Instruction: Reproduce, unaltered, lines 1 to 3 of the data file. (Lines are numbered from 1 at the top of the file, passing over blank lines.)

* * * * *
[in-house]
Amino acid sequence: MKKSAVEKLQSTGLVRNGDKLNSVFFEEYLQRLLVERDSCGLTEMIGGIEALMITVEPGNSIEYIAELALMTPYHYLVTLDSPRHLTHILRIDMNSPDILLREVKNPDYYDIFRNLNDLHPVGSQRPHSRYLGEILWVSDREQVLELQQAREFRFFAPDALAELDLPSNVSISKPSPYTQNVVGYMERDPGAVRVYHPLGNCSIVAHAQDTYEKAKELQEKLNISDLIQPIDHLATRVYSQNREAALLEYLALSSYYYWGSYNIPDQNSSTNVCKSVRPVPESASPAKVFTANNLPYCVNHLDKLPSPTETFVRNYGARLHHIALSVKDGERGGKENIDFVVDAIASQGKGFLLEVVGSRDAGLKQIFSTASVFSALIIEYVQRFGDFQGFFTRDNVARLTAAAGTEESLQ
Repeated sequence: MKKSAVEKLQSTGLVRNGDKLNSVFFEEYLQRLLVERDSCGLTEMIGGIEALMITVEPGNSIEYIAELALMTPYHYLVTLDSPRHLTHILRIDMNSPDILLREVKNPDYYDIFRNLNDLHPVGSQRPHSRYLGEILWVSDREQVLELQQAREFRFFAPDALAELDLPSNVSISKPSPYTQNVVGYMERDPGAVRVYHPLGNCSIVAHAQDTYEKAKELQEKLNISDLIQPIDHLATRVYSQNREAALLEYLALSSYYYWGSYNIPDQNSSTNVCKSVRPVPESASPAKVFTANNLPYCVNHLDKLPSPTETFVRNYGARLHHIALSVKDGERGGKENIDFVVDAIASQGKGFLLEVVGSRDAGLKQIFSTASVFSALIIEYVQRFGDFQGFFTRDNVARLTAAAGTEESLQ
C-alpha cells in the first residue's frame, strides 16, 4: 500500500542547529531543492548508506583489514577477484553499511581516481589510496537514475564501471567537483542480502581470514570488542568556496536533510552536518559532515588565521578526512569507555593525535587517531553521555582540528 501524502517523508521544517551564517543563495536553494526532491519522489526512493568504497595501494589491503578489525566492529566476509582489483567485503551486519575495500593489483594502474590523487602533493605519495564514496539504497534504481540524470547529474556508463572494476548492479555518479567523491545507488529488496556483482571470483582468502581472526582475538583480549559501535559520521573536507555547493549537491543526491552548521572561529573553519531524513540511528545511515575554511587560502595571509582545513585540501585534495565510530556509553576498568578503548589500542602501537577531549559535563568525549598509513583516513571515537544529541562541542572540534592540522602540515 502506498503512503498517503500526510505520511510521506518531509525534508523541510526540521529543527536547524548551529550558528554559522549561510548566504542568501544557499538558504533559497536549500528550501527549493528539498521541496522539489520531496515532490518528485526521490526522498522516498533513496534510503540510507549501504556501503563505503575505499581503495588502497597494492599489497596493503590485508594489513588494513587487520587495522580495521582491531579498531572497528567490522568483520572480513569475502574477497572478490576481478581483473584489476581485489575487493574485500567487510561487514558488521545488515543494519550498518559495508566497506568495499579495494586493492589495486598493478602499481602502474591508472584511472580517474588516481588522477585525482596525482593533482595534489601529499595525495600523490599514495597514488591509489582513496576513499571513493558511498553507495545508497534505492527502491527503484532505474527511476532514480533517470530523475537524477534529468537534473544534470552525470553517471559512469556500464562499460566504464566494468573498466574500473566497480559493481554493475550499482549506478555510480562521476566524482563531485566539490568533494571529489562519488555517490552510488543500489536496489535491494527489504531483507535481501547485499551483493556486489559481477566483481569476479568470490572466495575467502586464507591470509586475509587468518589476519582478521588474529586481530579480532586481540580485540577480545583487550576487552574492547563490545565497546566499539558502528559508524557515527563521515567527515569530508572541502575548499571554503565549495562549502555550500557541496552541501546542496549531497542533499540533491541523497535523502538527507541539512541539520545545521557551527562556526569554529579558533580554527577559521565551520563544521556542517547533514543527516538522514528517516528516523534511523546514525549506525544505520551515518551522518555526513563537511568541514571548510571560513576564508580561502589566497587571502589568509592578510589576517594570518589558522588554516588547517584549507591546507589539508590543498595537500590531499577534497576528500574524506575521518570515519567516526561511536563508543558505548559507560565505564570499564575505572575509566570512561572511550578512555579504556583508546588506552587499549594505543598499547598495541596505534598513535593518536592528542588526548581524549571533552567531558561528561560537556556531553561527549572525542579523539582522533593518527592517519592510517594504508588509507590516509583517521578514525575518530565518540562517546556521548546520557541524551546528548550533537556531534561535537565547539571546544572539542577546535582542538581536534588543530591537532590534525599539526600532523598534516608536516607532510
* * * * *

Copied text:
[in-house]
Amino acid sequence: MKKSAVEKLQSTGLVRNGDKLNSVFFEEYLQRLLVERDSCGLTEMIGGIEALMITVEPGNSIEYIAELALMTPYHYLVTLDSPRHLTHILRIDMNSPDILLREVKNPDYYDIFRNLNDLHPVGSQRPHSRYLGEILWVSDREQVLELQQAREFRFFAPDALAELDLPSNVSISKPSPYTQNVVGYMERDPGAVRVYHPLGNCSIVAHAQDTYEKAKELQEKLNISDLIQPIDHLATRVYSQNREAALLEYLALSSYYYWGSYNIPDQNSSTNVCKSVRPVPESASPAKVFTANNLPYCVNHLDKLPSPTETFVRNYGARLHHIALSVKDGERGGKENIDFVVDAIASQGKGFLLEVVGSRDAGLKQIFSTASVFSALIIEYVQRFGDFQGFFTRDNVARLTAAAGTEESLQ
Repeated sequence: MKKSAVEKLQSTGLVRNGDKLNSVFFEEYLQRLLVERDSCGLTEMIGGIEALMITVEPGNSIEYIAELALMTPYHYLVTLDSPRHLTHILRIDMNSPDILLREVKNPDYYDIFRNLNDLHPVGSQRPHSRYLGEILWVSDREQVLELQQAREFRFFAPDALAELDLPSNVSISKPSPYTQNVVGYMERDPGAVRVYHPLGNCSIVAHAQDTYEKAKELQEKLNISDLIQPIDHLATRVYSQNREAALLEYLALSSYYYWGSYNIPDQNSSTNVCKSVRPVPESASPAKVFTANNLPYCVNHLDKLPSPTETFVRNYGARLHHIALSVKDGERGGKENIDFVVDAIASQGKGFLLEVVGSRDAGLKQIFSTASVFSALIIEYVQRFGDFQGFFTRDNVARLTAAAGTEESLQ